Fri Apr 8 06:47:17 PDT 2016
Incidents: Detection: Are intrusions detected, and if so, how?
Option 1: Ignore detection and wait till consequences reveal attacks.
Option 2: Occasionally or periodically examine log files and systems to detect intrusions and/or anomalies.
Option 3: Use automation to collect and analyze log files and other indicators of intrusions and/or anomalies.
Option 4: Use intrusion and/or anomaly detection products that independently detect intrusions and/or anomalies.
Option 5: Use a network-wide intrusion and/or anomaly detection and analysis system.
Option 6: Devise a system to detect event sequences with potentially serious negative consequences.
Option 7: Add expertise.
Option A: Favor anomaly detection.
Option I: Favor intrusion detection.
Ignore detection and wait till consequences reveal attacks.
Ignoring intrusion detection and waiting till an attack is
obvious from its consequences has two major problems. (a) Many attacks
are not immediately detectable by their consequences, leading to far
greater harm. (b) Attacks can happen quite quickly and covertly. In
many cases the attack is over long before the consequences become
apparent. The only exception is small low-risk networks.
Occasionally or periodically examine log files and systems to detect intrusions and/or anomalies.
For certain classes of attacks, like long term infestation of
systems by intruders, this approach is marginally effective. Many attackers erase
logging information about their attacks as part of their attack
process, but this can be mitigated by the use of logging servers. We
advise periodic checks with the period determined by the harm from
different infestation times and random checks to augment periodic
checks in case an attacker understands and tries to take advantage of
Use automation to collect and analyze log files and other indicators of intrusions and/or anomalies.
Automation is used to collect and analyze log files and other
indicators of intrusions. This can provide more rapid detection,
reducing the exposure time, and be automated, reducing the time and
effort required to do the job. It produces false negatives, but so
does human examination. It can also produce false positives, but the
workload for investigation false positives is less than for examining
the audit information by hand. For medium and high risk situations,
internal automation is preferred. When there are a substantial number
of available sources of information and they are not otherwise
gathered together, commercial collection and fusion systems should be
used and tailored to needs.
Use intrusion and/or anomaly detection products that independently detect intrusions and/or anomalies.
In cases where there are substantial vulnerabilities and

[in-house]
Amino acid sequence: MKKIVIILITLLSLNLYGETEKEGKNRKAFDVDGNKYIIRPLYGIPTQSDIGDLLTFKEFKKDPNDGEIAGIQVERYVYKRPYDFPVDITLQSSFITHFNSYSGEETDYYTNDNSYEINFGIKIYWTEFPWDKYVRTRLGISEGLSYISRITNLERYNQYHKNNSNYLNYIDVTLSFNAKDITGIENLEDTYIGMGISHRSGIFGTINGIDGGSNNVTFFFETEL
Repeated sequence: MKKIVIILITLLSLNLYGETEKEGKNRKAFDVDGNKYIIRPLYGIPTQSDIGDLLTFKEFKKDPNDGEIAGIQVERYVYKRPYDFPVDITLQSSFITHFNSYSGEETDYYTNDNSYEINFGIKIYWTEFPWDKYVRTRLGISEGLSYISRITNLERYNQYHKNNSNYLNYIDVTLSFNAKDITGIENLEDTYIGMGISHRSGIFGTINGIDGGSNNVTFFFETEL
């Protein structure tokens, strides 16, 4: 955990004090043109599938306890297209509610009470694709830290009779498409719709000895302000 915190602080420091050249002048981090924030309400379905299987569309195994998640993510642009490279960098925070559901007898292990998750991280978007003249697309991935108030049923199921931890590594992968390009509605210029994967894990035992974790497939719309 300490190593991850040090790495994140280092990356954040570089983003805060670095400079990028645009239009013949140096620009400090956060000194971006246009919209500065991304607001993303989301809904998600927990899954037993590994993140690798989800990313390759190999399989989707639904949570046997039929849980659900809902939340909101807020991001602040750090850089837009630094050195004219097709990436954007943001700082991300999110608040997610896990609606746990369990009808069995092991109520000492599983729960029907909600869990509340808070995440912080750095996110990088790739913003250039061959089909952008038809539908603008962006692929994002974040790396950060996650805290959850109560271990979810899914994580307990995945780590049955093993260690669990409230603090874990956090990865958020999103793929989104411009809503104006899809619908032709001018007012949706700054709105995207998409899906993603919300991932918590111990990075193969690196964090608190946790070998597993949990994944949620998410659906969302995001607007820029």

consequences of undetected break-ins, intrusion detection products
that independently detect intrusions are important. In cases without
strong preventive controls, substantial consequences of unidentified
attacks, and when there are intrusion types not detected by the normal
control mechanisms, intrusion detection products that independently
detect intrusions are advised. These mechanisms should be devised to
detect otherwise unprotected event sequences that can lead to serious
negative consequences and failures in other protective mechanisms.
Use a network-wide intrusion and/or anomaly detection and analysis system.
Network-wide intrusion detection and analysis systems are
typically used for networks with at least 100 computers. They
consolidate audit and detection records, correlate them, rank them
according to preset and customer modifiable settings, and present
their results in real-time to network operations center staff. These
systems are expensive but far less so than humans doing the same
Devise a system to detect event sequences with potentially serious negative consequences.
For situations in which the consequences and threats justify
in-depth analysis and preparation in order top respond in time, it is
necessary to develop a system that identifies indicators and produces
warnings of pending event sequences when the level of consequence
justifies the effort.
For any enterprise with a network involving hundreds or more
computers (big), it is necessary to get additional expertise if
existing expertise is inadequate. This can often be outsourced to
specialist intrusion and/or anomaly detection and response firms.
Favor intrusion or anomaly detection? Copyright(c) Fred Cohen, 1988-2015 - All Rights Reserved
Intrusion and/or anomaly detection mechanisms provide the means to
detect unauthorized or unusual activities within systems and
networks. The value of these systems is that they allow these
unauthorized or unusual activities to be detected when they might
otherwise not be detected, or to be detected more quickly than they
would otherwise be detected. If the business consequences of these
activities warrant the costs of detection, then detection is called
for. Detection mechanisms range from audit records and methods to
analyze those records, to automated systems that use surveillance
methods to detect known intrusions or deviations from normal
behavior. Essentially all such systems produce an unlimited number of
false positives and false negatives, and investigation is required to
follow-up on indications provided by these systems. As a general rule,
when a system is designed so that its normal behaviors are known or it
behaves in very much the same manner during all normal operations,
anomaly detection is the better approach. When behavior is not
predictable or consistent over time, or when known attack methods are
of concern, intrusion detection is appropriate.